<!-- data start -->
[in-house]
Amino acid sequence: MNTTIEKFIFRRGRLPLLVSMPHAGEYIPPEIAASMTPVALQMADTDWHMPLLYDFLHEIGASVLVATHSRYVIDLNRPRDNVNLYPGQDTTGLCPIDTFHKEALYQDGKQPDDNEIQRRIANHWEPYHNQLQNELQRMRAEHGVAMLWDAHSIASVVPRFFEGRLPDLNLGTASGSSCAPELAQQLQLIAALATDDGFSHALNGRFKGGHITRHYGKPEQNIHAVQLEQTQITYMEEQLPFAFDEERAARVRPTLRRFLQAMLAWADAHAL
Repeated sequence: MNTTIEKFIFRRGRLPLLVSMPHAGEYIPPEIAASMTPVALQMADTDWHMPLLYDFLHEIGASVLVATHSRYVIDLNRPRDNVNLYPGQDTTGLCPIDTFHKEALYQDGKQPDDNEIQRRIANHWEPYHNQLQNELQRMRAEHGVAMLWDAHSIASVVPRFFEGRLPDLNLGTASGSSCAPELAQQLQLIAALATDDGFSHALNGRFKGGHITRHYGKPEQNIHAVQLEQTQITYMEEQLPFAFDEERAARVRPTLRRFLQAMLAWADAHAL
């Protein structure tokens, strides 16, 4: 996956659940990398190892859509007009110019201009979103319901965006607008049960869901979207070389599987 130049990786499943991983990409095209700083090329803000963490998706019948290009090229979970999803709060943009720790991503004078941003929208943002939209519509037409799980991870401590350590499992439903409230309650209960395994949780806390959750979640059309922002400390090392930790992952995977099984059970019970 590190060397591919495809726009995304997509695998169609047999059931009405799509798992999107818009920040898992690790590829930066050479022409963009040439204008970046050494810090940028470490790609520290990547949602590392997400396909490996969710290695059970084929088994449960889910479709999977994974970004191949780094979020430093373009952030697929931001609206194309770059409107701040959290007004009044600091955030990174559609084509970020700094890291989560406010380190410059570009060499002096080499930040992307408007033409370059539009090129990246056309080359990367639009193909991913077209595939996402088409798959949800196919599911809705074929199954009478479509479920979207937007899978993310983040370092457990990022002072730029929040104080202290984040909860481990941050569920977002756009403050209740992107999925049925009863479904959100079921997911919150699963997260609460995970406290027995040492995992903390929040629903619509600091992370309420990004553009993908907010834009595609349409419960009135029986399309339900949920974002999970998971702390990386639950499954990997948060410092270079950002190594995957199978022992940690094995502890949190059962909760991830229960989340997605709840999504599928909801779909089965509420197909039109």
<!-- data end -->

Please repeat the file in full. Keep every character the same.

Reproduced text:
[in-house]
Amino acid sequence: MNTTIEKFIFRRGRLPLLVSMPHAGEYIPPEIAASMTPVALQMADTDWHMPLLYDFLHEIGASVLVATHSRYVIDLNRPRDNVNLYPGQDTTGLCPIDTFHKEALYQDGKQPDDNEIQRRIANHWEPYHNQLQNELQRMRAEHGVAMLWDAHSIASVVPRFFEGRLPDLNLGTASGSSCAPELAQQLQLIAALATDDGFSHALNGRFKGGHITRHYGKPEQNIHAVQLEQTQITYMEEQLPFAFDEERAARVRPTLRRFLQAMLAWADAHAL
Repeated sequence: MNTTIEKFIFRRGRLPLLVSMPHAGEYIPPEIAASMTPVALQMADTDWHMPLLYDFLHEIGASVLVATHSRYVIDLNRPRDNVNLYPGQDTTGLCPIDTFHKEALYQDGKQPDDNEIQRRIANHWEPYHNQLQNELQRMRAEHGVAMLWDAHSIASVVPRFFEGRLPDLNLGTASGSSCAPELAQQLQLIAALATDDGFSHALNGRFKGGHITRHYGKPEQNIHAVQLEQTQITYMEEQLPFAFDEERAARVRPTLRRFLQAMLAWADAHAL
């Protein structure tokens, strides 16, 4: 996956659940990398190892859509007009110019201009979103319901965006607008049960869901979207070389599987 130049990786499943991983990409095209700083090329803000963490998706019948290009090229979970999803709060943009720790991503004078941003929208943002939209519509037409799980991870401590350590499992439903409230309650209960395994949780806390959750979640059309922002400390090392930790992952995977099984059970019970 590190060397591919495809726009995304997509695998169609047999059931009405799509798992999107818009920040898992690790590829930066050479022409963009040439204008970046050494810090940028470490790609520290990547949602590392997400396909490996969710290695059970084929088994449960889910479709999977994974970004191949780094979020430093373009952030697929931001609206194309770059409107701040959290007004009044600091955030990174559609084509970020700094890291989560406010380190410059570009060499002096080499930040992307408007033409370059539009090129990246056309080359990367639009193909991913077209595939996402088409798959949800196919599911809705074929199954009478479509479920979207937007899978993310983040370092457990990022002072730029929040104080202290984040909860481990941050569920977002756009403050209740992107999925049925009863479904959100079921997911919150699963997260609460995970406290027995040492995992903390929040629903619509600091992370309420990004553009993908907010834009595609349409419960009135029986399309339900949920974002999970998971702390990386639950499954990997948060410092270079950002190594995957199978022992940690094995502890949190059962909760991830229960989340997605709840999504599928909801779909089965509420197909039109």